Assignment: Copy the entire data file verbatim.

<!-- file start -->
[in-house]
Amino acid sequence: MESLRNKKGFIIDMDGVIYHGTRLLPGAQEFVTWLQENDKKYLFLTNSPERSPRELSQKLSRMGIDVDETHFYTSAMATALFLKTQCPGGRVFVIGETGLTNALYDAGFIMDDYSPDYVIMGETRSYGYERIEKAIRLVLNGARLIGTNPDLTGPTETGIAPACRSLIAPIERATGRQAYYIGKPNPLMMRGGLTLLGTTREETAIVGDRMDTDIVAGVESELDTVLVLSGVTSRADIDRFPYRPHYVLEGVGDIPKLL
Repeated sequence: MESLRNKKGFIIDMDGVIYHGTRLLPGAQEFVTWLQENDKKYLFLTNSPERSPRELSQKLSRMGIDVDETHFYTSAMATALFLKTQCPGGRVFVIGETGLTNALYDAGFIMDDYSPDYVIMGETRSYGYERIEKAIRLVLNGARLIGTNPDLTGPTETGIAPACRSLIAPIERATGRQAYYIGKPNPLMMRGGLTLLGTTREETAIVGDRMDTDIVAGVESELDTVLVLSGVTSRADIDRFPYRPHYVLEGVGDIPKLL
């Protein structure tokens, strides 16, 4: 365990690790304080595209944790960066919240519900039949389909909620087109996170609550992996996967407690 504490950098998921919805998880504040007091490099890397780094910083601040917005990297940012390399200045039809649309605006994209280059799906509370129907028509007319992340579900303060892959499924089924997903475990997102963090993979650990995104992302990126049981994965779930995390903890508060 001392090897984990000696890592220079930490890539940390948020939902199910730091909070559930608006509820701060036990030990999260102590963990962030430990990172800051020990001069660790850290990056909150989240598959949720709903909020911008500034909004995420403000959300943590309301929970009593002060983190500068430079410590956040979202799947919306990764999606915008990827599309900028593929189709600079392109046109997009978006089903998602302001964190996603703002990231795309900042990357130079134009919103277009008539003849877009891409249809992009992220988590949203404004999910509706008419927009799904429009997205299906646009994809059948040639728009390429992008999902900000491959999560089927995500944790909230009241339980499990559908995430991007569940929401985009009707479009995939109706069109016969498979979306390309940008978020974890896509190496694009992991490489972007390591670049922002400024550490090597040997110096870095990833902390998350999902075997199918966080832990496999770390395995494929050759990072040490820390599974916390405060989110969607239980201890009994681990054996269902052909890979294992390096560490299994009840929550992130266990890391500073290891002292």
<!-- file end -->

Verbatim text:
[in-house]
Amino acid sequence: MESLRNKKGFIIDMDGVIYHGTRLLPGAQEFVTWLQENDKKYLFLTNSPERSPRELSQKLSRMGIDVDETHFYTSAMATALFLKTQCPGGRVFVIGETGLTNALYDAGFIMDDYSPDYVIMGETRSYGYERIEKAIRLVLNGARLIGTNPDLTGPTETGIAPACRSLIAPIERATGRQAYYIGKPNPLMMRGGLTLLGTTREETAIVGDRMDTDIVAGVESELDTVLVLSGVTSRADIDRFPYRPHYVLEGVGDIPKLL
Repeated sequence: MESLRNKKGFIIDMDGVIYHGTRLLPGAQEFVTWLQENDKKYLFLTNSPERSPRELSQKLSRMGIDVDETHFYTSAMATALFLKTQCPGGRVFVIGETGLTNALYDAGFIMDDYSPDYVIMGETRSYGYERIEKAIRLVLNGARLIGTNPDLTGPTETGIAPACRSLIAPIERATGRQAYYIGKPNPLMMRGGLTLLGTTREETAIVGDRMDTDIVAGVESELDTVLVLSGVTSRADIDRFPYRPHYVLEGVGDIPKLL
């Protein structure tokens, strides 16, 4: 365990690790304080595209944790960066919240519900039949389909909620087109996170609550992996996967407690 504490950098998921919805998880504040007091490099890397780094910083601040917005990297940012390399200045039809649309605006994209280059799906509370129907028509007319992340579900303060892959499924089924997903475990997102963090993979650990995104992302990126049981994965779930995390903890508060 001392090897984990000696890592220079930490890539940390948020939902199910730091909070559930608006509820701060036990030990999260102590963990962030430990990172800051020990001069660790850290990056909150989240598959949720709903909020911008500034909004995420403000959300943590309301929970009593002060983190500068430079410590956040979202799947919306990764999606915008990827599309900028593929189709600079392109046109997009978006089903998602302001964190996603703002990231795309900042990357130079134009919103277009008539003849877009891409249809992009992220988590949203404004999910509706008419927009799904429009997205299906646009994809059948040639728009390429992008999902900000491959999560089927995500944790909230009241339980499990559908995430991007569940929401985009009707479009995939109706069109016969498979979306390309940008978020974890896509190496694009992991490489972007390591670049922002400024550490090597040997110096870095990833902390998350999902075997199918966080832990496999770390395995494929050759990072040490820390599974916390405060989110969607239980201890009994681990054996269902052909890979294992390096560490299994009840929550992130266990890391500073290891002292």